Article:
In Clemency, Alfre Woodard is quietly devastating as a weary prison warden presiding over her twelfth execution, in this Sundance-winning death row drama.
Chinonye Chukwu became the first black female filmmaker to win the top prize at Sundance Film Festival with this unsentimental death row drama.
The film opens with experienced prison warden Bernadine Williams (Alfre Woodard) overseeing a lethal injection that goes agonisingly wrong.
Botching ‘the procedure’ heightens scrutiny over her next execution, of convicted cop killer Anthony Woods (Aldis Hodge) who maintains his innocence.
Woodard delivers a stunning performance as methodical authority figure Bernadine, whose necessary professionalism has made her emotionally unavailable to husband Jonathan.
No amount of after-work drinking will make the nightmares stop and she’s not alone.
Her exhaustion is mirrored by Woods’ dedicated lawyer Marty, in this precisely calibrated portrait of capital punishment’s ethical corrosion.
Cukwu immediately grabs the viewer by the throat and never seizes to let go.
As the film progresses, it feels like a noose tightening each passing minute… Almost intentional for us to resonate with both the protagonists on screen.
From the first frame, we identify Brenadine’s conflict.
At one instance, she sternly looks at the lethal injection bed and this scene is sharply cut to another where she a weeping mother.
Even a moving bird’s eye view shot of Bernadine’s car moving is coincided with the moving shots of prison rooftops sufficiently convey her lengthy, never-ending journey of psychological trauma.
Clemency – the film’s title does not solely highlight the legal term, but it carries more significance to each character and is not limited to Anthony.
For Bernadine, her ‘clemency’ is retirement… Which could serve as a second chance in living life rather than constantly being faced with the emotional and psychological burden of death row.
Chukwu presents a balanced account of the criminal justice system. A sequence which supports this is when Bernadine informs Anthony of the execution procedure.
Despite both are separated by bars, this accurately summarises both ends of the spectrums of the law in an objective manner.
Hollywood prison films frequently follow a stereotypical template in which the warden is showcased to be evil – who gains a sadistic pleasure by inflicting pain on the prisoners.
Another stereotype is that the prison warden usually sympathises with the inmate so much that they take it upon themselves to prove their innocence.
Also, in some prison dramas where the accused is black, their saviour and sympathiser are typically white. Remember A Time To Kill and The Green Mile?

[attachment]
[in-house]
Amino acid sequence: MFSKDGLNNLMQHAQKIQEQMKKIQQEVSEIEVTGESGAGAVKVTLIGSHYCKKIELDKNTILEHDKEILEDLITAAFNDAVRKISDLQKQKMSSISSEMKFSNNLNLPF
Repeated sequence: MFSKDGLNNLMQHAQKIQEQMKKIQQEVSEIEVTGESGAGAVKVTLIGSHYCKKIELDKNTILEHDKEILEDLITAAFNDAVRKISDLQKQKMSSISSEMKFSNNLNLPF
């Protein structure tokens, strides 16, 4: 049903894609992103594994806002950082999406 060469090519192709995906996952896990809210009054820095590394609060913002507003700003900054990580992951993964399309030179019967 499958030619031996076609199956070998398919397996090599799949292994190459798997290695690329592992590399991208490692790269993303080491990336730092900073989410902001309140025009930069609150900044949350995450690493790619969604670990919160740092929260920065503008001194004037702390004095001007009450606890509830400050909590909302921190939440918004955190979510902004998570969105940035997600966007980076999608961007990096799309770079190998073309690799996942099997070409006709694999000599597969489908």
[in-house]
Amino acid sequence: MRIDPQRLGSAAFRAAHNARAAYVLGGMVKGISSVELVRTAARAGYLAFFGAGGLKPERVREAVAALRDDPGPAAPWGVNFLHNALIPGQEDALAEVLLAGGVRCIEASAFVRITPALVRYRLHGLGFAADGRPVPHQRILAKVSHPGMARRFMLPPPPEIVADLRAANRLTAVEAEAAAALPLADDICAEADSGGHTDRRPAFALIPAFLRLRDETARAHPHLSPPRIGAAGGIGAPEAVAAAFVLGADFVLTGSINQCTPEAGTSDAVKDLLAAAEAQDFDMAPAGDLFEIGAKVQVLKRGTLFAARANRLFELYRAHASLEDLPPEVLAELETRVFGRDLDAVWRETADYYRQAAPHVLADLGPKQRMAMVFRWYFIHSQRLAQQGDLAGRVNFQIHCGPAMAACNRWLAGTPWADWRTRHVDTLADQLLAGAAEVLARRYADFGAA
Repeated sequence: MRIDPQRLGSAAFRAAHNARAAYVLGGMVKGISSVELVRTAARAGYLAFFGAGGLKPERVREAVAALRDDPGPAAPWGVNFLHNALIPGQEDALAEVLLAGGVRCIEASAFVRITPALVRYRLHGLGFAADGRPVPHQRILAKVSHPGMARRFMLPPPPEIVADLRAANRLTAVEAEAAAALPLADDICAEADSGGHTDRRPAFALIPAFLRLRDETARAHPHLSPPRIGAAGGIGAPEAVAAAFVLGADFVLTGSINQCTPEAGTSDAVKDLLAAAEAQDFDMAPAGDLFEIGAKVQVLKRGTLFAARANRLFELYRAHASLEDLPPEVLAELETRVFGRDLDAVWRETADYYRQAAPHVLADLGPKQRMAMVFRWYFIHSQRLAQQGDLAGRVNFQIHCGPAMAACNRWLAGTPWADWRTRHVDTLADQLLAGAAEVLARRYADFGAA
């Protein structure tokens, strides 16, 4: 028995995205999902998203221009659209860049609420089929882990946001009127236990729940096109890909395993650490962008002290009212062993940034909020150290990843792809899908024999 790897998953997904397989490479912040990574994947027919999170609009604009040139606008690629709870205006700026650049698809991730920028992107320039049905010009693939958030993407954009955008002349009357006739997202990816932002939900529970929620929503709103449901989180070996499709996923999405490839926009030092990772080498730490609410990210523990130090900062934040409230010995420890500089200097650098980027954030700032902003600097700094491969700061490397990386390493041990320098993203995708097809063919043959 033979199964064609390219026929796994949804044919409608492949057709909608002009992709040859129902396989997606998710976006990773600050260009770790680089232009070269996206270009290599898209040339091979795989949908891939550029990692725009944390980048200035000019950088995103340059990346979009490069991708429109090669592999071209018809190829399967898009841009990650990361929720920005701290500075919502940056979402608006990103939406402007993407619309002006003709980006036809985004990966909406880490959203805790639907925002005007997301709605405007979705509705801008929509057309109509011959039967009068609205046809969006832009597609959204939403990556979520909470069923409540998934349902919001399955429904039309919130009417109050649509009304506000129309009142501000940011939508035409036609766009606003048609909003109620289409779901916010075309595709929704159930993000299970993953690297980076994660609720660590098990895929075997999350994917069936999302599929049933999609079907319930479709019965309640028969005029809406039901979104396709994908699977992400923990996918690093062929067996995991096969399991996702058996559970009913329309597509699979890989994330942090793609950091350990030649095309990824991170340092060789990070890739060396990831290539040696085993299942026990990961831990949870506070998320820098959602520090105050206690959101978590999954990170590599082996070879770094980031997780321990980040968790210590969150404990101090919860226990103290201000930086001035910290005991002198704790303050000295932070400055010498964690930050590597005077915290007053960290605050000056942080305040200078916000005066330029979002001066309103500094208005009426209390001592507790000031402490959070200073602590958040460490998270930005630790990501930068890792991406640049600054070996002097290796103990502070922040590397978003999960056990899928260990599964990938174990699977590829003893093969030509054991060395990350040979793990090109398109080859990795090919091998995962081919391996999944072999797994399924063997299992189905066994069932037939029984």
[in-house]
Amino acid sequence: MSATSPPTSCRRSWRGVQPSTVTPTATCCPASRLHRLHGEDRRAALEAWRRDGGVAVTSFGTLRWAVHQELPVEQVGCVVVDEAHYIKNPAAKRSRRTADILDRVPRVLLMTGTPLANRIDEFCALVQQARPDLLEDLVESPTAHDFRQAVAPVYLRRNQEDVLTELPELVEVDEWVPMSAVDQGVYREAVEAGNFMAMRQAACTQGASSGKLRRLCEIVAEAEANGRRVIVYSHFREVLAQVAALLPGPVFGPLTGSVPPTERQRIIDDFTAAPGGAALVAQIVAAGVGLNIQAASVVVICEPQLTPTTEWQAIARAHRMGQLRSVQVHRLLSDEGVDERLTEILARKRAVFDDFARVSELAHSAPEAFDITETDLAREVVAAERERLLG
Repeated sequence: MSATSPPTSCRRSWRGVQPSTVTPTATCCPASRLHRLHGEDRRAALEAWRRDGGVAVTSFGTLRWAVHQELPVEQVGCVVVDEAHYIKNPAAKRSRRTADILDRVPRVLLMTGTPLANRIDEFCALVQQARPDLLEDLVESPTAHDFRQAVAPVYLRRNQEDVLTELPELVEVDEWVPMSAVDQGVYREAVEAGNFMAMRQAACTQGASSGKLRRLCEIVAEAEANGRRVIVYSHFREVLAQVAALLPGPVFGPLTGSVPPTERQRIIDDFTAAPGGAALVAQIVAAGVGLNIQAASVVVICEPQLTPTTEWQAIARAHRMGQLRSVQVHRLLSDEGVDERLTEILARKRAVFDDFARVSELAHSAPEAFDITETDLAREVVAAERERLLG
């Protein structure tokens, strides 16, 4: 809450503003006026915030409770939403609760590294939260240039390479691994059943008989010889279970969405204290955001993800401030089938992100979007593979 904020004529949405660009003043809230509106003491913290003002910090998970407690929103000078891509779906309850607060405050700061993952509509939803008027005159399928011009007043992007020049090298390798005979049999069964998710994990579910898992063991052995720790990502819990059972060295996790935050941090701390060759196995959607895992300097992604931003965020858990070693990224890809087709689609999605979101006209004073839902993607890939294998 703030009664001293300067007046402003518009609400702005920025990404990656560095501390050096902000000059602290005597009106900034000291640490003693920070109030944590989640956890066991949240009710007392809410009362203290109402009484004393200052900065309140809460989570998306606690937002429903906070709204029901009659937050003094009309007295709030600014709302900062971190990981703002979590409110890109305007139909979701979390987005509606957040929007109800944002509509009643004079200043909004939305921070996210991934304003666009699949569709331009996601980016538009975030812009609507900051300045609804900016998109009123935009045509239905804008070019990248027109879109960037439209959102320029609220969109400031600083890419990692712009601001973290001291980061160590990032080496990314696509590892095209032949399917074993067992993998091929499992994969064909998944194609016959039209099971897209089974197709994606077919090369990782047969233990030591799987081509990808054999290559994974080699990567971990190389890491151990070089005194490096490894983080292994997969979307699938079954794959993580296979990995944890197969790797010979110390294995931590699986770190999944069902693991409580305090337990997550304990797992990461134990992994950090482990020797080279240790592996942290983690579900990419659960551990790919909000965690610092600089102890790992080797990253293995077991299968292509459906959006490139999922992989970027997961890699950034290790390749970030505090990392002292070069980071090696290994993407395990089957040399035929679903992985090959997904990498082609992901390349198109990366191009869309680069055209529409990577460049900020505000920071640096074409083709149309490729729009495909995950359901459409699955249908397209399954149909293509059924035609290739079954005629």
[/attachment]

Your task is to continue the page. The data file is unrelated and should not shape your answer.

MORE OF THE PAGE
Thankfully, this is not the case here and does the movie ‘romanticise’ between an outsider and inmate like Dead Man Walking.
Here, we see the perspectives of two black Americans and in such a way where the narrative solely relies on emotions. It is good that the movie avoids veering into being anti-death row campaign.
In fact, this film does for America what Delhi Crime did for India as it presents a very human side to the law keepers of the country… At the same time, it does not invest much time in the poignancy of it.
The movie is convoluted in exhibiting how the job of a death row warden can have personal, professional and psychological repercussions.
As a viewer, one becomes invested in Woodard and Hodges’ performances.
Alfre Woodard, firstly, rightfully deserves a standing ovation for her depiction of a tormented prison warden.
She is consistent and owns each frame with her maturity as an actor. Woodard truly brings life to Bernadine.
Her body language, expressions and dialogue delivery are just so on point. This is definitely an Oscar-worthy act.
Given that the wave of women empowerment has taken centre stage in Hollywood, a formidable role like this definitely contributes towards this rising trend.
Aldis Hodge is on par with Woodard… Especially when it comes to the emotional/breakdown scenes… His sensibility as an actor translates well on the screen.
Clemency‘s limitation is the fact that it is very hard-hitting and morbid.
The dark tone is omnipresent, which lingers on way after the credits and on top of that, many scenes are deeply upsetting to witness.
Having said that, this is one of the finest prison dramas in American cinema.
For the sheer acting prowess of Alfre Woodard and an objective storyline with strong human interest, Chukwu deserves applause.
⭐⭐⭐⭐ (4/5 stars)